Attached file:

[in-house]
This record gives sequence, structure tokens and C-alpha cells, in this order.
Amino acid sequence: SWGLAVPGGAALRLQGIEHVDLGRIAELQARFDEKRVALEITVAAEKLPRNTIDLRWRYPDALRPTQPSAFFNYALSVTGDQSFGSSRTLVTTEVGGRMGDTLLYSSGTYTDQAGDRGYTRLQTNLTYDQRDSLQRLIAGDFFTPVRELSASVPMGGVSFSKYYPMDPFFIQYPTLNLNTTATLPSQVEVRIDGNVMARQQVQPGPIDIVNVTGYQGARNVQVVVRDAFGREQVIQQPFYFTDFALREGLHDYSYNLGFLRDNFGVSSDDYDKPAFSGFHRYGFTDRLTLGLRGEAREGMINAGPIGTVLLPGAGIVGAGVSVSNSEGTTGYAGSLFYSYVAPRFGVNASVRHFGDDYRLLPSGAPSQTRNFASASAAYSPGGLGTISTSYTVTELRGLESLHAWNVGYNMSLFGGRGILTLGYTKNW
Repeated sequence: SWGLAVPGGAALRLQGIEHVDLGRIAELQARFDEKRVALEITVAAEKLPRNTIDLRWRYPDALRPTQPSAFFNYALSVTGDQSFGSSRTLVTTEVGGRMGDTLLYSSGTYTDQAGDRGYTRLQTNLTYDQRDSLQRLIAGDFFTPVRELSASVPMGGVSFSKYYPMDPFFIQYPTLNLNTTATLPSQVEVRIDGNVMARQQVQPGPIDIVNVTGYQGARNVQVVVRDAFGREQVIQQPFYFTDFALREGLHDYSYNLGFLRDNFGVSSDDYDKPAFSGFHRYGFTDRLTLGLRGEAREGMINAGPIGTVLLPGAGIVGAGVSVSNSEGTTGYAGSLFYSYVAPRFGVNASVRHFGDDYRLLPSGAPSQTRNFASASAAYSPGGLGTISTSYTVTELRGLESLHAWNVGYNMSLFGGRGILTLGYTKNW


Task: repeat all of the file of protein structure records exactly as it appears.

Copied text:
[in-house]
This record gives sequence, structure tokens and C-alpha cells, in this order.
Amino acid sequence: SWGLAVPGGAALRLQGIEHVDLGRIAELQARFDEKRVALEITVAAEKLPRNTIDLRWRYPDALRPTQPSAFFNYALSVTGDQSFGSSRTLVTTEVGGRMGDTLLYSSGTYTDQAGDRGYTRLQTNLTYDQRDSLQRLIAGDFFTPVRELSASVPMGGVSFSKYYPMDPFFIQYPTLNLNTTATLPSQVEVRIDGNVMARQQVQPGPIDIVNVTGYQGARNVQVVVRDAFGREQVIQQPFYFTDFALREGLHDYSYNLGFLRDNFGVSSDDYDKPAFSGFHRYGFTDRLTLGLRGEAREGMINAGPIGTVLLPGAGIVGAGVSVSNSEGTTGYAGSLFYSYVAPRFGVNASVRHFGDDYRLLPSGAPSQTRNFASASAAYSPGGLGTISTSYTVTELRGLESLHAWNVGYNMSLFGGRGILTLGYTKNW
Repeated sequence: SWGLAVPGGAALRLQGIEHVDLGRIAELQARFDEKRVALEITVAAEKLPRNTIDLRWRYPDALRPTQPSAFFNYALSVTGDQSFGSSRTLVTTEVGGRMGDTLLYSSGTYTDQAGDRGYTRLQTNLTYDQRDSLQRLIAGDFFTPVRELSASVPMGGVSFSKYYPMDPFFIQYPTLNLNTTATLPSQVEVRIDGNVMARQQVQPGPIDIVNVTGYQGARNVQVVVRDAFGREQVIQQPFYFTDFALREGLHDYSYNLGFLRDNFGVSSDDYDKPAFSGFHRYGFTDRLTLGLRGEAREGMINAGPIGTVLLPGAGIVGAGVSVSNSEGTTGYAGSLFYSYVAPRFGVNASVRHFGDDYRLLPSGAPSQTRNFASASAAYSPGGLGTISTSYTVTELRGLESLHAWNVGYNMSLFGGRGILTLGYTKNW